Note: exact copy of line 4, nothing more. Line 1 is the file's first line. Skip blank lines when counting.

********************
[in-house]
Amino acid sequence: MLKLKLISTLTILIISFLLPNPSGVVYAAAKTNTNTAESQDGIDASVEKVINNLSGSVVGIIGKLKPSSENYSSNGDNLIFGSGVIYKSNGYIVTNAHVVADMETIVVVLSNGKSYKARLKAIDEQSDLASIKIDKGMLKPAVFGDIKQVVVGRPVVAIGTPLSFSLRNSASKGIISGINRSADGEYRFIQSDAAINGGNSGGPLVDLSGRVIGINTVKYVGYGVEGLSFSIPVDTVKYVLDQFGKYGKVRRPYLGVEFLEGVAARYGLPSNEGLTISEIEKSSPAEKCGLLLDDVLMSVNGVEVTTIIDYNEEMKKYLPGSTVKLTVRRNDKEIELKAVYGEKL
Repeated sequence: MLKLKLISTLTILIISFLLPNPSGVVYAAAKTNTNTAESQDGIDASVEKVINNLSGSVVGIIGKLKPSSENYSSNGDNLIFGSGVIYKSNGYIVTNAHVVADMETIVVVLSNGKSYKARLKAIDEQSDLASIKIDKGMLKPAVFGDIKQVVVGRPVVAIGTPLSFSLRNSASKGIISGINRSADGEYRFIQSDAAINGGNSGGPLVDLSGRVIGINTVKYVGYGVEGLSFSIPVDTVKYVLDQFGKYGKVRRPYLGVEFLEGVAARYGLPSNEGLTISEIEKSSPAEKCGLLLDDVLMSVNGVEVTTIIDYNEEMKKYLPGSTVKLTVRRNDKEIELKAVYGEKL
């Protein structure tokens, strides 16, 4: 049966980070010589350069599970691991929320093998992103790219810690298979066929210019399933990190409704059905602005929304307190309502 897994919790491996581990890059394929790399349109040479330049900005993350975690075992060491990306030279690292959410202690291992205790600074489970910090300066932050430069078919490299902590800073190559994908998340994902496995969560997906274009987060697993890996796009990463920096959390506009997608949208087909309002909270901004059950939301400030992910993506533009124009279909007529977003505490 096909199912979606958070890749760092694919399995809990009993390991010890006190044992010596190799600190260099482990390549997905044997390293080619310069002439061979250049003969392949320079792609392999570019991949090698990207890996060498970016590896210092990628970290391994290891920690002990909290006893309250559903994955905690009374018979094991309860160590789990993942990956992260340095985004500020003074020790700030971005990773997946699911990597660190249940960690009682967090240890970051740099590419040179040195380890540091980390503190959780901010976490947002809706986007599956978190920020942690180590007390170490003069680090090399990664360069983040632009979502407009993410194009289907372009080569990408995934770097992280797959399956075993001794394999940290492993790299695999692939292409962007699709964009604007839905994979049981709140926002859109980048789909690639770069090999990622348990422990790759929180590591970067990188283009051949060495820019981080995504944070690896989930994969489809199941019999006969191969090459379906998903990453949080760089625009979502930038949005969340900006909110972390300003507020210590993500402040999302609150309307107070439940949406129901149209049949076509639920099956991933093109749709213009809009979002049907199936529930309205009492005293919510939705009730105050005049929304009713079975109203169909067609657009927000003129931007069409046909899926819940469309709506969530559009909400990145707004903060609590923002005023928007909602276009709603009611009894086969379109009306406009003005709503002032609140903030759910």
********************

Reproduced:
């Protein structure tokens, strides 16, 4: 049966980070010589350069599970691991929320093998992103790219810690298979066929210019399933990190409704059905602005929304307190309502 897994919790491996581990890059394929790399349109040479330049900005993350975690075992060491990306030279690292959410202690291992205790600074489970910090300066932050430069078919490299902590800073190559994908998340994902496995969560997906274009987060697993890996796009990463920096959390506009997608949208087909309002909270901004059950939301400030992910993506533009124009279909007529977003505490 096909199912979606958070890749760092694919399995809990009993390991010890006190044992010596190799600190260099482990390549997905044997390293080619310069002439061979250049003969392949320079792609392999570019991949090698990207890996060498970016590896210092990628970290391994290891920690002990909290006893309250559903994955905690009374018979094991309860160590789990993942990956992260340095985004500020003074020790700030971005990773997946699911990597660190249940960690009682967090240890970051740099590419040179040195380890540091980390503190959780901010976490947002809706986007599956978190920020942690180590007390170490003069680090090399990664360069983040632009979502407009993410194009289907372009080569990408995934770097992280797959399956075993001794394999940290492993790299695999692939292409962007699709964009604007839905994979049981709140926002859109980048789909690639770069090999990622348990422990790759929180590591970067990188283009051949060495820019981080995504944070690896989930994969489809199941019999006969191969090459379906998903990453949080760089625009979502930038949005969340900006909110972390300003507020210590993500402040999302609150309307107070439940949406129901149209049949076509639920099956991933093109749709213009809009979002049907199936529930309205009492005293919510939705009730105050005049929304009713079975109203169909067609657009927000003129931007069409046909899926819940469309709506969530559009909400990145707004903060609590923002005023928007909602276009709603009611009894086969379109009306406009003005709503002032609140903030759910």